Aaron Hofer, 27, of Bayou La Batre, Ala., has been largely out of work since the BP oil spill. The Iraq veteran and fourth-generation shrimper says if it wasn't for his children, he probably would have already committed suicide.
The Hofer family in Bayou La Batre, Ala., is struggling to stay afloat both financially and emotionally. Since the BP oil spill, Aaron, 27, has been largely out of work. Lena, 25, is getting counseling to help her cope and says she has finally convinced her husband, an Iraq war veteran, to get help at the Department of Veterans Affairs.
"To be honest with you, I would say that my husband would hurt himself," Lena says, "because he's never not been able to provide for us. To see my husband cry over not being able to take care of us, it worries me."
Aaron, a fourth-generation shrimper, has been close to giving up.
"If it wasn't for my children, I probably would have already committed suicide," he says. He says he came close a few weeks ago after he and Lena separated for a time.
"I found myself on an eighth story of a building," he says. "And I looked down and just sat down and thought about it.
"I've lost my wife. I've betrayed my children. I can't get help, and I can't help them. Maybe they'll have a better life."
Experts say a man-made disaster like the Gulf oil spill can alter the way a community functions. And they are finding similarities between the Exxon Valdez oil spill in Prince William Sound, Alaska, on March 24, 1989, and the April 2010 spill in the Gulf of Mexico — including mental health problems found after the Exxon Valdez disaster.
A Mental Health Comparison
Five months after the BP oil spill and the 1989 Exxon Valdez spill in Alaska, experts interviewed people in South Mobile County, Ala., and Cordova, Alaska, to find out how they were faring. They used the "impact of event" scale commonly used by psychologists and interviewed a random sample. "Severe" means the event was capable of altering your ability to function, "sub-clinical" means it was a powerful event and you were affected.
Source: Duane A. Gill, J. Steven Picou, Liesel A. Ritchie; Oklahoma State University, University of South Alabama, University of Colorado
"It's almost like Exxon Valdez fast-forward," says Steven Picou, an environmental sociologist at the University of South Alabama. Picou has spent the past 20 years tracking the mental health fallout around Prince William Sound.
"In Alaska, the communities up there were blindsided," he says. "They did not realize what was happening to them until the suicides started and the divorces started and the domestic violence became acute in the communities."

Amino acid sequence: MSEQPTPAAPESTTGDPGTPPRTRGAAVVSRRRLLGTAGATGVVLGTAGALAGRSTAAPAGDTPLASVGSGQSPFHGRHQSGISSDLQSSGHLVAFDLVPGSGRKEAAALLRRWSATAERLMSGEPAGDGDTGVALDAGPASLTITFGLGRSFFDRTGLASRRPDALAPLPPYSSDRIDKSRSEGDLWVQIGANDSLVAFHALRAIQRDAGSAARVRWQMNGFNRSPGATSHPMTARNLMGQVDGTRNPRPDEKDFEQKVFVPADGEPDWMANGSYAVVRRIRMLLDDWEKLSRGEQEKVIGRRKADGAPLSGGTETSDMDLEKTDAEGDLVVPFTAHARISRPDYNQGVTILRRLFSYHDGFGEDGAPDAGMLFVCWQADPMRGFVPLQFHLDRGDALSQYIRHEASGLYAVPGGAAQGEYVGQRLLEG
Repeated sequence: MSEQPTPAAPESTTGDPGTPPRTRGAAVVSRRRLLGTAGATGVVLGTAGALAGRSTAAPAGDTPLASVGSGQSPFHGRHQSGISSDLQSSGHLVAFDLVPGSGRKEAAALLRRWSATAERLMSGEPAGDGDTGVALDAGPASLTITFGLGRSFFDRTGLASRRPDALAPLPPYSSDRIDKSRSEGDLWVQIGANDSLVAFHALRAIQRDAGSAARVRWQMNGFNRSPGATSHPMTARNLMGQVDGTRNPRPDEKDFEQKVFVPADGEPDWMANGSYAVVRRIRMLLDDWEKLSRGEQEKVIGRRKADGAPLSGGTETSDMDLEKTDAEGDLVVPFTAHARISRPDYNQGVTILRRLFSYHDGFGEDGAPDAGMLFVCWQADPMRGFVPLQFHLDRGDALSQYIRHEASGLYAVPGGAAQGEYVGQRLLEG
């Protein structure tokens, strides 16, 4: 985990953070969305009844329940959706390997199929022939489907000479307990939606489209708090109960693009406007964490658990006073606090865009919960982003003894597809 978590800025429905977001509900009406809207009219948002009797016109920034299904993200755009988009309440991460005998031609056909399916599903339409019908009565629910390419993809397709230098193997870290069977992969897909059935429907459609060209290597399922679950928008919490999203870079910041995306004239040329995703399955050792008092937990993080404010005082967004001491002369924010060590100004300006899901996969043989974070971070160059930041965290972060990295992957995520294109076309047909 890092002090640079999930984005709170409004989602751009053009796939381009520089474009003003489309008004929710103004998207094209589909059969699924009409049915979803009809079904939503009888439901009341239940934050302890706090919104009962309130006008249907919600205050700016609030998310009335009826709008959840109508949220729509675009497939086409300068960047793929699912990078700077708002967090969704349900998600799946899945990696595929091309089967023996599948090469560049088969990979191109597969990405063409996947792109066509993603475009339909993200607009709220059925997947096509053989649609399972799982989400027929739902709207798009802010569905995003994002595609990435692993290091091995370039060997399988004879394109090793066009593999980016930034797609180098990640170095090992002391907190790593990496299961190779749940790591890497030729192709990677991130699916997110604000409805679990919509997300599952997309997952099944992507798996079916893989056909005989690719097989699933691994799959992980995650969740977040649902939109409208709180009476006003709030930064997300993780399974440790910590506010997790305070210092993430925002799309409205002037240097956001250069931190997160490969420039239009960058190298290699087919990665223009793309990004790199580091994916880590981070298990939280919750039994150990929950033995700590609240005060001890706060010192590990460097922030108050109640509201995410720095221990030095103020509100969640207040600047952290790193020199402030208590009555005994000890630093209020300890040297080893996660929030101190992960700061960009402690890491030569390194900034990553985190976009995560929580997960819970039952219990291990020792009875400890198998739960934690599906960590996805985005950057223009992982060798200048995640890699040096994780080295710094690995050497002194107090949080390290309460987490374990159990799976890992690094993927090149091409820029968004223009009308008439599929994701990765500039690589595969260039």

Picou is seeing the same problems now on the Gulf Coast, even sooner than they surfaced after the Exxon Valdez spill. In Alaska, he says, there were seven suicides starting about four years after the spill. He says at least two suicides have been linked to distress over the BP oil spill.
In response, the Red Cross, houses of worship and mental health providers have stepped up counseling and outreach. Picou is training "peer listeners" — people ready to identify oil spill-related stress and help their families and neighbors cope.
Lena Hofer says she has been surprised by the toll the BP spill has taken on her family.
"You would never think that something like that happening would affect your whole life like this," she says.
The family has been homeless for months, bouncing around with relatives, she says, and her 2-year-old son Justin started biting his fingernails when they moved out of their house. The impact has been gentler on 4-year-old Jordan, who is in school during the day.
"I mean, we suffered Katrina. We made it through it," she says. "But that didn't take our livelihood. That just took away what we had gotten with our livelihood. And you can get any material thing back."
Natural Disaster Versus Man-Made Disaster
Experts say there's a big difference between what happens after a natural disaster like Hurricane Katrina and what happens in the aftermath of a technological disaster such as the BP oil spill.
Therapist Pam Maumenee, who is on the oil spill crisis team at AltaPointe Health Systems in Bayou La Batre, Ala., says natural disasters tend to build helping, therapeutic communities.
"Everybody comes out after a hurricane. You clean up. You bond together," Maumenee says.
But the opposite is true of a man-made disaster like the oil spill, she says.
"What you see are families against families, brothers against sisters, neighbors against neighbors," she says. "The community becomes quite corrosive."
There have been battles over who got lucrative contracts to work the BP cleanup and who didn't. And there's growing resentment over the claims process in the community.
The Hofers received just $1,700 for their emergency six-month payment, because much of Aaron's pay was in cash and he doesn't have the proper documentation.
Lena says she has seen the corrosive dynamic unfold in the tiny fishing village settled by her French ancestors more than 200 years ago.
"Bayou La Batre has always been a community that strived through anything, you know," she says. "It's taken a toll on it bad. People are stealing, lying, cheating, doing anything they can to make it. I don't want to end up like that. I really don't."
Sociologists warn that if the Exxon Valdez experience in Alaska is a model, the worst could be yet to come.